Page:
(OSC). OSC Watch contends that OSC, since at
least 1989, has fundamentally failed to comply
with its most important nondiscretionary duty to
enforce the civil service laws, rules, and
regulations under its (frequently sole)
jurisdiction. OSC Watch contends that OSC, in
investigating about 30,000 complaints since 1989
of violations of law, rule, or regulation under
its jurisdiction, has failed to investigate the
complaint, determine whether there is reasonable
cause to believe violations occurred, and, if so,
to report them to the involved agency head, per 5
U.S.C. 1214(e), and create a permanent, public
record of its report and the agency response, per 5 U.S.C. 1219.

OSC, contrary to the clear wording of the law,
its legislative history, and a final decision of
a federal court – all of which state that 5
U.S.C. 1214(e) applies to ANY law, rule, or
regulations, including those within OSC’s
jurisdiction, still openly holds to its
self-nullifying interpretation of the law it is
charged to implement, that it does not apply to
laws, rules, or regulations under its jurisdiction.

OSC is the “immune system” of the Executive
Branch agencies – it has jurisdiction for the
laws, rules, and regulations that uphold the
merit principles of the federal civil service,
particularly to prevent agency retribution
against concerned federal employees. Because it
has nullified the law – 5. U.S.C. 1214(e) – that
is the heart of its obligations to do so, by its
untenable claim that it does not apply to the
laws, rules, and regulations under its
jurisdiction, OSC is a broken “immune
system.” As a result, the merit principles of
the federal civil service are battered, much
corruption and dysfunction in many federal
workplaces has taken root and flourished, leading
to violations of laws, rules, and regulations not
under OSC’s jurisdiction in those agencies, such
as the possible politically motivated prosecutions at Department of Justice.

OSC Watch has been in contact with Alabama Gov.
Siegelman, “Exhibit A” of possibly politically
motivated prosecutions by the Department of
Justice, and the House Judiciary Committee about
its concerns that OSC’s lawbreaking, resulting
from its interpretation of 5 U.S.C. 1214(e), is a
significant part of the context in which the
abuses in the Department of Justice occurred.

The following recent press release of the House
Judiciary Committee is relevant to OSC Watch’s
concerns that OSC’s fundamental failure to
implement the law to enforce the laws under its
jurisdiction has contributed to corruption in the Department of Justice.

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U.S. House Committee on the Judiciary

For Immediate Release
Contact: Jonathan Godfrey
http://judiciary. house.gov/ newscenter. aspx?A=955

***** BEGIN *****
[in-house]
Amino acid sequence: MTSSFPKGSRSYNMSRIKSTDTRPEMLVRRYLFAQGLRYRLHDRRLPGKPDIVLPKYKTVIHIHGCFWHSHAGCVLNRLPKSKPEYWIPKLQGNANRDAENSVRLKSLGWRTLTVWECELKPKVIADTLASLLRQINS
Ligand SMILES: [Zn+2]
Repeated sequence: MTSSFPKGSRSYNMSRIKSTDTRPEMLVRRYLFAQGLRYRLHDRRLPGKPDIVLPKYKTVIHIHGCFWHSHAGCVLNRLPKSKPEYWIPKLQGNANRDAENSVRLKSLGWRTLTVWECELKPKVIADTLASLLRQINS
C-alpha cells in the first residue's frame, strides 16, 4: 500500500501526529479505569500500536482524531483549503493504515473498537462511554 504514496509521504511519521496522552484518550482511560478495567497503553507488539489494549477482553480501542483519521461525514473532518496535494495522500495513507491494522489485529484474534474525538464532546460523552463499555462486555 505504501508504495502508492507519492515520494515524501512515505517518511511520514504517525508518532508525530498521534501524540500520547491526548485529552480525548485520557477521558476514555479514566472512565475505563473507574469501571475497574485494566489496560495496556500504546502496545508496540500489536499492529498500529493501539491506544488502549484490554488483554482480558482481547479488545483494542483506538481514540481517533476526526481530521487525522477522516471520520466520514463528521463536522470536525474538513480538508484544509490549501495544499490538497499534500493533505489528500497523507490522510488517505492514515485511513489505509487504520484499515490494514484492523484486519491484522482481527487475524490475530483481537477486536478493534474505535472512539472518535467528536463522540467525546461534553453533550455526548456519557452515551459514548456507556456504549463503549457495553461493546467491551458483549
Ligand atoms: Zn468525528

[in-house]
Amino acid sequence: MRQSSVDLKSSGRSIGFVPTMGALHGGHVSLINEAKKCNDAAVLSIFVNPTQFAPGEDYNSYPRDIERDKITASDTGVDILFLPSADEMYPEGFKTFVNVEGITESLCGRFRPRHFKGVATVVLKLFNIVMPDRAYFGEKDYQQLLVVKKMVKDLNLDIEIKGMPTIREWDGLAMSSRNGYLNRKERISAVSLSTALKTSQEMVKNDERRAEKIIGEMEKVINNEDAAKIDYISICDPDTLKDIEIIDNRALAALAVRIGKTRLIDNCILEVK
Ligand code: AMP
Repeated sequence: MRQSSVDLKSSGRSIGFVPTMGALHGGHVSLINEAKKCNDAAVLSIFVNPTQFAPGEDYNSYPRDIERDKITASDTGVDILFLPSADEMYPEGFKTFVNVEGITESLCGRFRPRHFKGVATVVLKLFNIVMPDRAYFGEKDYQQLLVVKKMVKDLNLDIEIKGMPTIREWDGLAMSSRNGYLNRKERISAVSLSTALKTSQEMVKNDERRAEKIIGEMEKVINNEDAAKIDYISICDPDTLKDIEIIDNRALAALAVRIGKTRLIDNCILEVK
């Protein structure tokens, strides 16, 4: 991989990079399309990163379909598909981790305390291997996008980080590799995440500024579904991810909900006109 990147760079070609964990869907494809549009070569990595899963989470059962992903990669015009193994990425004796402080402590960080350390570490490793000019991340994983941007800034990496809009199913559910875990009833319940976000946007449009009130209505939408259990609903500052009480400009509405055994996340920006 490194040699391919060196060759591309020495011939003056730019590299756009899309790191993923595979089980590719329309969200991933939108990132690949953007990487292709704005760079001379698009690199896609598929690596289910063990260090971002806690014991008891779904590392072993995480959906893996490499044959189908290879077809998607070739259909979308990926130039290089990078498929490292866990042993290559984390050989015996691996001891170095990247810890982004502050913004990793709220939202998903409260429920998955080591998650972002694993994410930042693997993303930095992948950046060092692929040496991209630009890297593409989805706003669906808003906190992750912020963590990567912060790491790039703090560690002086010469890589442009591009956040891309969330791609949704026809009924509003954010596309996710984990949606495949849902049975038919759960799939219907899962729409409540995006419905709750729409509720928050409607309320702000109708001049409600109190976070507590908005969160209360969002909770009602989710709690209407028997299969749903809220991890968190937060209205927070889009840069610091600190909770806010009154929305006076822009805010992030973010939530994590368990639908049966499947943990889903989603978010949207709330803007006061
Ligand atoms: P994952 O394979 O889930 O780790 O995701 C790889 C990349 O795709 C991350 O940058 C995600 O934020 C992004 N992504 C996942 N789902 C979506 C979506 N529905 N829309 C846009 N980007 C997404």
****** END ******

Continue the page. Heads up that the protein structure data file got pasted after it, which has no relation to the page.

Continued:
April 17, 2008
Melanie Roussell

(Washington, DC)- Today, House Judiciary
Committee Chairman John Conyers, Jr. (D-MI) and
Committee Members Linda Sánchez (D-CA), Artur
Davis (D-AL), and Tammy Baldwin (D-WI) announced
three critical actions in the Committee’s
investigation into allegations of selective or
poltiically- motivated prosecution in the Justice
Department. The Members today invited Karl Rove
to testify before the committee; urged the
Justice Department’s Office of the Inspector
General and Office of Professional Responsibility
to investigate those allegations; and demanded
that Attorney General Michael Mukasey provide
additional documents on this subject.

Today’s actions result from the Committee’s
majority staff report, also released today, which
details the cases, interviews and documents they
have reviewed since the Committee began its investigation last year.

“There continue to be numerous complaints of
selective or politically motivated prosecution
since our investigation began last year,” Conyers
said. “The actions we are taking today, including
calling Karl Rove to testify, are an effort to
get to the bottom of this matter.”

Today’s announcement stems from the Committee’s
2007 oversight hearing on selective prosecution,
during which testimony was heard and documents
were entered into the record regarding cases from
Alabama, Mississippi, Wisconsin, Georgia, and
Pennsylvania. Since the hearing, majority
committee staff has continued its investigation
with interviews and document collection about
additional cases across the country.

“While this report is extensive and significant
progress has been made in our investigation, many
facts remain unknown,” Conyers said. “The Justice
Department has simply not been forthcoming and I
feel the only way to move this investigation
forward is to seek further independent
investigation and testimony from Karl Rove, who
appears to be the missing link in a chain from
the White House to the Justice Department.”

The letters and the majority staff report are
available at <http://judiciary. house.gov/ Printshop. aspx?Section= 833>.